Health and safety of GM foods

The battle lines are firming in the debate between the mainstream science community and anti-GM activists about the safety and health of GM foods. The latest salvo came from France, where a team led by Greenpeace-funded scientist Gilles-Eric Seralini of the University of Caen said they found that rats fed a diet containing a seed variety made tolerant to the spraying of Monsanto’s Roundup developed tumors died earlier than those on a standard diet. Curiously, and unusually, the researchers refused to pre-release their study to science journalists, so the initial reports presented a varnished version of the results. But within hours, a slew of scientists—almost all with no industry connections and many supportive of labeling of GM foods, savaged the study, as we reported in the Genetic Literacy Project.

“This study appears to be without scientific merit,” said Dr. Martina Newell-McGloughlin, director of the International Biotechnology Program at the University of California/Davis. “The problem here appears to be with the experimental design,” she said. “Whether it was deliberately devised to attain the desired outcome remains to be seen.”

The study claimed that rats fed a steady diet of feed made from biotech corn developed tumors.  In addition, the drinking water of the rats was continuously spiked with glyphosate, the active ingredient in many broad spectrum herbicide products. Glyphosate has a long history of safe use in more than 130 countries around the world and favorable environmental characteristics. It binds tightly to most soils making it unlikely to move to groundwater and degrades over time in soil and natural waters.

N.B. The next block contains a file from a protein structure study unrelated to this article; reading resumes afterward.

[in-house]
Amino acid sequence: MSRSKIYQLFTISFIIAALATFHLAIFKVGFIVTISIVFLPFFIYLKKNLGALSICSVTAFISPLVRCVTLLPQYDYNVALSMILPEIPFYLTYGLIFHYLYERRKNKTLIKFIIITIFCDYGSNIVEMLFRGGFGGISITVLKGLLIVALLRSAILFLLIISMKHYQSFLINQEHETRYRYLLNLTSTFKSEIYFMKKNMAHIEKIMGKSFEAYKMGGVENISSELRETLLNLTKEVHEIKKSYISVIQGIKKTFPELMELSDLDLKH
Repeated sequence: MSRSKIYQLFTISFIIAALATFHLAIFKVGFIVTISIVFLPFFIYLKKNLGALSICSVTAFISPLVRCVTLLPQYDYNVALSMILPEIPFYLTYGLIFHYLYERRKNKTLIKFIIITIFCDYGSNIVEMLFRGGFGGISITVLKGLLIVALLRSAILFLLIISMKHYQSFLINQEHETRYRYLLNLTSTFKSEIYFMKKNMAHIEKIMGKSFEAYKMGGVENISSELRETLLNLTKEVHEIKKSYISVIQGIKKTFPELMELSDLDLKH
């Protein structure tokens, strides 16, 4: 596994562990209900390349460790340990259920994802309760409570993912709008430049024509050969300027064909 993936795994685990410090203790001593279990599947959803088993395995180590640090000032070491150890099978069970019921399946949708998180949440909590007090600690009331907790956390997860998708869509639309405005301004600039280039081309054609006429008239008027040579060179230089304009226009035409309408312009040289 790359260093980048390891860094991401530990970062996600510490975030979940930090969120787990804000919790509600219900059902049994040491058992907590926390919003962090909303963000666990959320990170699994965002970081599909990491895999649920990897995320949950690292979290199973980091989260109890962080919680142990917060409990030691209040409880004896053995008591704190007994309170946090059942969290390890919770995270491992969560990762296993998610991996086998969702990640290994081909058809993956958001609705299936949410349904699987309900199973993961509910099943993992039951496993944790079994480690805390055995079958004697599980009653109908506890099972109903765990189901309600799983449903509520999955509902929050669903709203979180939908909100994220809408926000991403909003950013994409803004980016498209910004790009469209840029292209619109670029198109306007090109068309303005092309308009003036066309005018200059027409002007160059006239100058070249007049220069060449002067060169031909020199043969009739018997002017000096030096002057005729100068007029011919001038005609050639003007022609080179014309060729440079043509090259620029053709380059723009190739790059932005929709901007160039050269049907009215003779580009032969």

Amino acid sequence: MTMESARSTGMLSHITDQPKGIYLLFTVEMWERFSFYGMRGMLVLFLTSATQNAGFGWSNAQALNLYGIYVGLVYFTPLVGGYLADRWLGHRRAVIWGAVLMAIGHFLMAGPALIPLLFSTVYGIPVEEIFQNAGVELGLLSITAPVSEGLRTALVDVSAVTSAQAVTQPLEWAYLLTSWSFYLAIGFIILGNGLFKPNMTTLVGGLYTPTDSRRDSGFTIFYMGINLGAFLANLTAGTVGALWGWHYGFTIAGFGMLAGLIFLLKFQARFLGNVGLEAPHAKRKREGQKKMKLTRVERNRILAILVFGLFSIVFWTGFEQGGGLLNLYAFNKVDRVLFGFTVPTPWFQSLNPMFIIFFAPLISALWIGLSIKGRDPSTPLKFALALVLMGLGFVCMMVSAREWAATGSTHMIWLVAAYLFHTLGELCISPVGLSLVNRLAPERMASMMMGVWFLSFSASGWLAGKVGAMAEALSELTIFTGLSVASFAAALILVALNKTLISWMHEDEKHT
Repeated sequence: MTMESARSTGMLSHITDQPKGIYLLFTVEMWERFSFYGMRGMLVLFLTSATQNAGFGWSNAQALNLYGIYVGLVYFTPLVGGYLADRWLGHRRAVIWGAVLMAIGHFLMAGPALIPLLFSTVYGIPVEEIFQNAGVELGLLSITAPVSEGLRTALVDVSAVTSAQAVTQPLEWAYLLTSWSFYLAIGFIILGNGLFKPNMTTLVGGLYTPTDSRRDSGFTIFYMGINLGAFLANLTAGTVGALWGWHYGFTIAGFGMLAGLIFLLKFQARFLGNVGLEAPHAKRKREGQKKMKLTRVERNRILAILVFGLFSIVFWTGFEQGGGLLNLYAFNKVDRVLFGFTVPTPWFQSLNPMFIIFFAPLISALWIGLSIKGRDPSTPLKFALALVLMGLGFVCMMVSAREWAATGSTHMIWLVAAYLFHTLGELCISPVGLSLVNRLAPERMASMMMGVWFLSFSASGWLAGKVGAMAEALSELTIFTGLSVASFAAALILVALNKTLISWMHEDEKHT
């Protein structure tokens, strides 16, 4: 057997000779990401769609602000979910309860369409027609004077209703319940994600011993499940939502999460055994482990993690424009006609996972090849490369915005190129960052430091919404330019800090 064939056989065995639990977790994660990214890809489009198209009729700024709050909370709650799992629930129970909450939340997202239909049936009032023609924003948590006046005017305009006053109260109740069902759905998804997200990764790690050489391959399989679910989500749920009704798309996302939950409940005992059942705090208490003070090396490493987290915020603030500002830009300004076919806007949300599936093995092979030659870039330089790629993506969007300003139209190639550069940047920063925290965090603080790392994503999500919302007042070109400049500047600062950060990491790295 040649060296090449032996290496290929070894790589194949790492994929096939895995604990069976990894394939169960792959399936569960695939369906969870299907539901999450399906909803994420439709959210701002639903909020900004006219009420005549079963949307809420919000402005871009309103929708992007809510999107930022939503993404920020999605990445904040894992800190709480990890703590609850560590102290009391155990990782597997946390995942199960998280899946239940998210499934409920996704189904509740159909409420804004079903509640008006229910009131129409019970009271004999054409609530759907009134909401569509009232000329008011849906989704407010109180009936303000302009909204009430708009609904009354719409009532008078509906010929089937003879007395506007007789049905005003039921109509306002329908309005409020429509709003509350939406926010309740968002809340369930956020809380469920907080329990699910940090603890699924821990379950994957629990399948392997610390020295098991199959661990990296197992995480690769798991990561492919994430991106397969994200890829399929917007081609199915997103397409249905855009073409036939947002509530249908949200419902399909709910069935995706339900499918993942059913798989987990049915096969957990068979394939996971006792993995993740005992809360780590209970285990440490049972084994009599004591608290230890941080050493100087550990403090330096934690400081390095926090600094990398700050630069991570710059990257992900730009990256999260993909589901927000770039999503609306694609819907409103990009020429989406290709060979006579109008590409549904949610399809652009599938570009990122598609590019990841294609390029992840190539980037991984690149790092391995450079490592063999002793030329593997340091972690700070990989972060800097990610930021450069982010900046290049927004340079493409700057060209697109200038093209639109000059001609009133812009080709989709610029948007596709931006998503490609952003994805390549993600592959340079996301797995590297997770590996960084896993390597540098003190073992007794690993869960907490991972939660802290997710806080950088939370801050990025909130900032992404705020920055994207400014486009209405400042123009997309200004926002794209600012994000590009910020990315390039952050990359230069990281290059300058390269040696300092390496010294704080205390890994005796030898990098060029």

Related article:  5 questions answered on glyphosate

Scientists pointed out that numerous studies in the scientific literature attest to the fact that the particular stock of rats used in the study, lab animals known as the “Sprague-Dawley” type, are prone to develop tumors before the age of two. The Seralini study ran for about two years.


Seralini touted the study as the first long-term feeding study ever conducted, but Dr. Newell-McGloughlin pointed out that in fact the results of numerous long-term studies have been published with none of the results claimed by Seralini.

“These studies have been carried out using rats and other animals by scientific researchers from all over the world,” she said. “No unexpected adverse effect has been reported.”

Seralini, the lead author, responded in kind, one sympathetic scientist defended the study and anti-GM groups jumped to Seralini’s defense, demanding that the European Union suspend all similar GM foods and halt all further GMO approvals. French government officials, who are no friends of GM technology, asked the country’s health agency to investigate the findings further and appealed to European authorities to “take all necessary measures to protect human health,” including consideration of an emergency suspension of imports of the maize variety in Europe. The European Food Safety Authority, which previously reviewed similar research by Seralini and found it questionable, said it would examine the new study in detail.


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